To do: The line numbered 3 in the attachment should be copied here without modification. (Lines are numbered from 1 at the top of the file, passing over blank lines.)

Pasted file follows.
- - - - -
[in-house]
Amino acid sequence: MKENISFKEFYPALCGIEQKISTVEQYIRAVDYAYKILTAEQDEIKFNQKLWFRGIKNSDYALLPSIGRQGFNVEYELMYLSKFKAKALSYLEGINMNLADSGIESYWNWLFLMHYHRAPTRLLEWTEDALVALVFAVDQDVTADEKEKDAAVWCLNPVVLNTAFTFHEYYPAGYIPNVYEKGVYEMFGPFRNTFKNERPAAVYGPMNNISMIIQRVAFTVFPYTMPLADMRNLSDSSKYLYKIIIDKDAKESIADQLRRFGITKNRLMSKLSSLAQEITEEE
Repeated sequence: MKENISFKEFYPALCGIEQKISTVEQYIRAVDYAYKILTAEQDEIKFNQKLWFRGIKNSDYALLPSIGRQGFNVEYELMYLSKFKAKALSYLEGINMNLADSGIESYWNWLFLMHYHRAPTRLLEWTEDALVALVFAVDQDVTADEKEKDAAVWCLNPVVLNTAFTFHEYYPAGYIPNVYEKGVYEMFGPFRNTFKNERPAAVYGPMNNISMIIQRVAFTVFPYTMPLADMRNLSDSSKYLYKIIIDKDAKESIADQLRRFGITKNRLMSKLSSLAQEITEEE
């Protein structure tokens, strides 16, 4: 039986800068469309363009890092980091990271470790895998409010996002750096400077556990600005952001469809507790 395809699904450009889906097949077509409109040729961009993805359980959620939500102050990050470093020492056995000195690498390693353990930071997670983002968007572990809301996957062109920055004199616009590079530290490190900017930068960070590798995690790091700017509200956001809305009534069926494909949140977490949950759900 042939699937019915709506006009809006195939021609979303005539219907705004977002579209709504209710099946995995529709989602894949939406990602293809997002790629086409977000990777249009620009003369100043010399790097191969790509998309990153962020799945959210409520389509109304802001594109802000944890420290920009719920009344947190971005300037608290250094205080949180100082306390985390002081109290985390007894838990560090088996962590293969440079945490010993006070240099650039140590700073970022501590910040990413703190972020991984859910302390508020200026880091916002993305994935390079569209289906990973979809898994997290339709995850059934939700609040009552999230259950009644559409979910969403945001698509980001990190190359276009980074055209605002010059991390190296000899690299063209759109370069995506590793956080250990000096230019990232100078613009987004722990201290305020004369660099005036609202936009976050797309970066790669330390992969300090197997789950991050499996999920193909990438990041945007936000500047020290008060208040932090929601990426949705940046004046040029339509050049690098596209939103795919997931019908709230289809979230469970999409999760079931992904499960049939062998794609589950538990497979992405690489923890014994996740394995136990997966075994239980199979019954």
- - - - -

Repeated sequence: MKENISFKEFYPALCGIEQKISTVEQYIRAVDYAYKILTAEQDEIKFNQKLWFRGIKNSDYALLPSIGRQGFNVEYELMYLSKFKAKALSYLEGINMNLADSGIESYWNWLFLMHYHRAPTRLLEWTEDALVALVFAVDQDVTADEKEKDAAVWCLNPVVLNTAFTFHEYYPAGYIPNVYEKGVYEMFGPFRNTFKNERPAAVYGPMNNISMIIQRVAFTVFPYTMPLADMRNLSDSSKYLYKIIIDKDAKESIADQLRRFGITKNRLMSKLSSLAQEITEEE